USEREVIEW 101: The Poet and the Singer

Daniel Hinds/ November 9, 2022/ Book Review, Experimental Review

In a departure from our usual focus on indie presses and authors who aren’t already famous millionaires, we present Daniel Hinds‘ experimental prose poem review of Lana Del Rey‘s debut poetry collection Violet Bent Backwards Over the Grass (Simon & Schuster, 2020). Why did we break our own unspoken rules on which books we prioritize for reviews? Probably because we feel that what’s happening in this review is something much more than direct commentary on the book itself: it’s a reflection on the complicated relationship that ordinary, working poets have to celebrities who swoop in and snag the kinds of book deals that most of us never dream of, and what that means for poetry.

ISBN 978-1-98216-728-8  | 128 pp | $35 CAD — BUY Here


Plucking petals from a violet.

Before I have broken the skin of the first fruit / you have cultivated a persona / like Swift / (no, not her) / with his frontispiece for the gullible / or Byron with his piece without peace. / The blood oranges have been cut into / wrung out / put on the tab of tabloid hard drinkers / and men and women / doing my job / knives clacking on keyboards. / Your cover is a patchwork of all the covers you’ve been on / title and orange trees just visible beneath the collage and camouflage / of a slant-lettered pseudonym.

The slant-lettered pseudonym. / A book tour sells out in three words. / A coach full of Coachella cast outs. / The fans / visible / just behind each page / the warm breath / and sweaty hands / eyes burning / searching / for the spirit you have trapped somewhere / between Simon & Schuster. / The fans / they wait / craven and craving / to get beneath your covers / have no idea what to do when they get there / they lack / the ‘worn warm’ working hands of my profession.

I want to talk about your book. / We want to talk about you. / Go sing about it. / When’s the next album? / Selfie for my Insta album — / Like an epistolary pun, sharp as a letter’s edge: ‘regardless / you’re mine’ / inverting the possessive and absenting the signoff — sign my copy / my face / my left breast! / Before we have even got to your ‘afternoon hands’ / it’s been evening / and nighttime / and morning again.

You are generous / you give us a backstage pass / to your drafts / your handwritten / amendments / brave / tentative suggestions. / Fake juice stains / and typewriter font / as distracting as Sylvia / banging her head against the letters. / Matches your aesthetic. / Your aesthetic / it’s all there / alcoholics / presidents and poets / trucks / dependant and submissive relationships / freeways / LA and AA / Oedipal and apartment complexes. / You have spangled your most intimate areas. / In your country you can just lie beneath the stars / and the cold light will have you in stripes.

You cannot strip your earlier persona. / ‘Happy’ and ‘Sugarfish’ could be songs. / I know just how you would sing them. / Elsewhere / ‘LAAAAA’ / a city elon-gated into a song. / And I see your lyrics snuck in / like a politician or speechwriter / drunk on a dare. / Bare poetic footsteps / walk lightly over the electric crackle / of cassette tracks. / When’s the next album out? / Whoareyo — no, whoareyoudating? / Who is the dress? / Where is the dress? / I have (!) her address. / If I may interject — / look at her fruit-round cheeks / she’s had Botox injections / turn your attention / to experimental uses of form / like a three-colour refrain / that can’t change / like a single-sided record: / ‘all you have to do is change everything.’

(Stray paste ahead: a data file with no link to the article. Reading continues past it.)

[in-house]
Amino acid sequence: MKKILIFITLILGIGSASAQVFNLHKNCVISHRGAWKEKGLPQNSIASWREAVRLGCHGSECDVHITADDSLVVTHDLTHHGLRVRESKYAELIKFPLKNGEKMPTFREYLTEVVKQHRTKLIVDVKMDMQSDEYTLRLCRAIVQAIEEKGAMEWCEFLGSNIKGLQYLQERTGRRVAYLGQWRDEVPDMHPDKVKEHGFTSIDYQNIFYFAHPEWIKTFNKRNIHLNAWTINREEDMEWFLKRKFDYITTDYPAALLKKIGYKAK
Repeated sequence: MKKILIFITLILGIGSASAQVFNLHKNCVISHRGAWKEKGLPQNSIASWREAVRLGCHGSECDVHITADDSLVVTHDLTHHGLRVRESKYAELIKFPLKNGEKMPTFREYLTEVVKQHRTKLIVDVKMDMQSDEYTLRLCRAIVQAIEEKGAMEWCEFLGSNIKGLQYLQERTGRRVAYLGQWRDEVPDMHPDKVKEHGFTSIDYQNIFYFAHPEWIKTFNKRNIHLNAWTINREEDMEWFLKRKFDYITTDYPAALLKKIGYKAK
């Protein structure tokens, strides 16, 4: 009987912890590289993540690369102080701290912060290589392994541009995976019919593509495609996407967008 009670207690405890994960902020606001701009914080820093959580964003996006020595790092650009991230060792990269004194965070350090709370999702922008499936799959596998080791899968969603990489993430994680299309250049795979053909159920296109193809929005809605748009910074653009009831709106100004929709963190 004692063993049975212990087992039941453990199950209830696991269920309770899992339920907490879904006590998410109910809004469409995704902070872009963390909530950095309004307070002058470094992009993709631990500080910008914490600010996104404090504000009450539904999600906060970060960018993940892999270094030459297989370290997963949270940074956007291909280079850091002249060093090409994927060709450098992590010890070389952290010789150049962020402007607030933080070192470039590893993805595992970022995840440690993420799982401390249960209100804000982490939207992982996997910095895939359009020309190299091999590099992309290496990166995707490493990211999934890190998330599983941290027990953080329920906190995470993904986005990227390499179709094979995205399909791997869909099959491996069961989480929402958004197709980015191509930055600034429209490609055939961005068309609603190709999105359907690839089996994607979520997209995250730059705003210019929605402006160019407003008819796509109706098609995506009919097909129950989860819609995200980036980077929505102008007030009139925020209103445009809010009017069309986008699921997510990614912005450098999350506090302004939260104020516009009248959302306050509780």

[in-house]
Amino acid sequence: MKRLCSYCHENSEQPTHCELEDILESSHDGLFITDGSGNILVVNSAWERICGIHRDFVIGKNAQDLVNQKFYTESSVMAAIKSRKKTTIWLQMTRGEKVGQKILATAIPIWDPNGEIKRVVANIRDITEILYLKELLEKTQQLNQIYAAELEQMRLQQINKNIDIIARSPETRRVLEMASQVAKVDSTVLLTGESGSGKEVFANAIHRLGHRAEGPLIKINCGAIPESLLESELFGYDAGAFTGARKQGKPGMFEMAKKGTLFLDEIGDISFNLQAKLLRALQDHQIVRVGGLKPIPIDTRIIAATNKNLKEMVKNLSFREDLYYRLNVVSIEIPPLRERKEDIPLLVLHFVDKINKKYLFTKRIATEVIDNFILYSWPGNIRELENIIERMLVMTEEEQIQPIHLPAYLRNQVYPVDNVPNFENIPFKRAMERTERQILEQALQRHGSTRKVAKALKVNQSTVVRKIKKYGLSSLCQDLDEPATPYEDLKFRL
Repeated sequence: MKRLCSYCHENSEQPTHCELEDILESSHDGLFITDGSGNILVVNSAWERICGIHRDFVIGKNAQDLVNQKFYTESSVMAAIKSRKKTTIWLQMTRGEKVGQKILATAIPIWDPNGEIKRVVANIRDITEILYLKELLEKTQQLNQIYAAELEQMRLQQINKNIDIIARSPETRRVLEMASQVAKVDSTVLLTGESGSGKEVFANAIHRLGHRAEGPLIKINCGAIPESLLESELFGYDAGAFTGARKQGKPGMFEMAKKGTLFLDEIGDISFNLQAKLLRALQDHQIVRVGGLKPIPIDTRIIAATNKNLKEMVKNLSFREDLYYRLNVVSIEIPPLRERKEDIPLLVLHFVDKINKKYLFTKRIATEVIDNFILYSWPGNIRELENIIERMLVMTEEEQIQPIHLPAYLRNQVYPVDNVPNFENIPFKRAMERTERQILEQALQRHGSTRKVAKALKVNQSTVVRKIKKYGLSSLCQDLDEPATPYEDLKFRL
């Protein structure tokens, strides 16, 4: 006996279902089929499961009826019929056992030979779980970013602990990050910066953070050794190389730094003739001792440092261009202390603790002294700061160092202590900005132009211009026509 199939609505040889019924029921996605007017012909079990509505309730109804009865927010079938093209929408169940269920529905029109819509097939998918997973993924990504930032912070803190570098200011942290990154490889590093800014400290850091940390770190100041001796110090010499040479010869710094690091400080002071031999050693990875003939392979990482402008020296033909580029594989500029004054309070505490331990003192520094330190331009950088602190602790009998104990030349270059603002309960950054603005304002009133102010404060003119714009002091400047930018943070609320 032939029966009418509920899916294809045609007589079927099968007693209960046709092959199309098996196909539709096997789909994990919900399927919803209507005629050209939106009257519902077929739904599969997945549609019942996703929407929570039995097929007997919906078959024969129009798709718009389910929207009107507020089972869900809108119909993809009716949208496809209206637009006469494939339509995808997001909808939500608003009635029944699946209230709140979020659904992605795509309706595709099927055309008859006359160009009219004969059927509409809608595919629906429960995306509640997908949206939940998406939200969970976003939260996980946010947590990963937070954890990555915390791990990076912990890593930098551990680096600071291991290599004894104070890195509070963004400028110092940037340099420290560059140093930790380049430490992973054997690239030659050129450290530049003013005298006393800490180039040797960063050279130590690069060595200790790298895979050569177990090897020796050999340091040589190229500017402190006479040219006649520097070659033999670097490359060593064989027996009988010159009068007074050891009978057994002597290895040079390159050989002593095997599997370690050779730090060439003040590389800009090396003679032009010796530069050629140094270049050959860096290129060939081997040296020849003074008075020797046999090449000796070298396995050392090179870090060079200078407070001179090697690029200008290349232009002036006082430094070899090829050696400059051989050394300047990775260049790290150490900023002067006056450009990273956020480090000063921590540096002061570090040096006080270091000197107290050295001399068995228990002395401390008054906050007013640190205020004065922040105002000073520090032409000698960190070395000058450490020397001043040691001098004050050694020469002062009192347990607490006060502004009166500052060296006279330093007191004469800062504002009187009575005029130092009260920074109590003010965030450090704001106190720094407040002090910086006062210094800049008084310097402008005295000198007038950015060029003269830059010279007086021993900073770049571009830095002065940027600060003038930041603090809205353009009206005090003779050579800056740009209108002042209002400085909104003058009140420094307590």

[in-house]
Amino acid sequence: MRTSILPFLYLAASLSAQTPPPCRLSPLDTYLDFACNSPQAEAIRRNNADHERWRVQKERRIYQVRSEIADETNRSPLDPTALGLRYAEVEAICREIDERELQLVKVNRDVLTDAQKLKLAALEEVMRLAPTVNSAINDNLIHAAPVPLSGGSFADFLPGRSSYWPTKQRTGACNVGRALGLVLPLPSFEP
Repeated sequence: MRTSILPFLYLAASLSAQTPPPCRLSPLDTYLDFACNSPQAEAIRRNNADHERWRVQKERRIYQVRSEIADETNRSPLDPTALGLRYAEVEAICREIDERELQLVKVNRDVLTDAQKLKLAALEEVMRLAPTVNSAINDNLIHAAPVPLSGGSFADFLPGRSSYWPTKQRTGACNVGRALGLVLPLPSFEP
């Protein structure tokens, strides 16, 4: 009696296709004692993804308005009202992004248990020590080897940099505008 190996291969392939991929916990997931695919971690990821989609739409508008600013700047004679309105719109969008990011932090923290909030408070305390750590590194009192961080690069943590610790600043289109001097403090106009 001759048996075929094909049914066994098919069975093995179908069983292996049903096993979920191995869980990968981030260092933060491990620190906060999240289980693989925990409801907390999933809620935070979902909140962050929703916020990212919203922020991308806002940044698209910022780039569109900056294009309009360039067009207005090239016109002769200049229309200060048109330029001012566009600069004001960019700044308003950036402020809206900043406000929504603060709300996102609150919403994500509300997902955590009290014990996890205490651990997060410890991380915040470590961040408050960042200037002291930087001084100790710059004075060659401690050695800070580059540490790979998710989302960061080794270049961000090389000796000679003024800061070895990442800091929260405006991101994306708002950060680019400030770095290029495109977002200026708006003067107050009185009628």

To be read by: the author herself — / ideally, aloud, / to fans — / by fans / vinyl needles / James Franco / vain fingers flicking for mentions of his name / fame-worshippers / snobs / looking for something to hate today / today / anyone who still buys disc / and other artefacts of celebrity / those with the feminine equivalent / of an Oedipal complex / the men and women who awarded Dylan the Nobel. / Compared to most poetry / it’s an easy sell. / Smell the fresh cut violets.

You have everything I want. / A living / fame / a home in the hills / a city with a temperature / in excess of 20 degrees / the full bottom lip of a starlet touching your top lip at all times. / An edition featuring full-colour photographs. / I have everything you want. / Literary pedigree / several degrees / a path to the hill and the muses / obscurity / maturity. / The cruel curving joy of the critic’s smirk. / No one asks for pictures.

I write / you sing.
I can’t sing / you can’t —

But if we met / which of us would be more articulate? / You struck your words from cold starlight. / Lana / like I could swallow you in cold prose. / When you’ve plucked a flower / that piece is already dead.

Daniel Hinds won the Poetry Society’s Timothy Corsellis Young Critics Prize. His poetry was commended in the National Centre for Writing’s UEA New Forms Award and has been published, or is forthcoming, in Blackbox Manifold, New Contrast, Poetry Birmingham Literary Journal, Poetry Salzburg Review, Prairie Fire, StandSouthword, The Best New British and Irish Poets 2019-2021, The Honest Ulsterman, The London MagazineThe New EuropeanWild Court and elsewhere. His audio piece, a sequence of poems titled ‘The Stone Men of Newcastle,’ has been broadcast on BBC platforms, including BBC Sounds and BBC Introducing Arts with Huw Stephens on BBC Radio 6 Music, and a poem from the sequence is to be featured as Poem of the Day by the National Poetry Library. More on Twitter: @DanielGHinds

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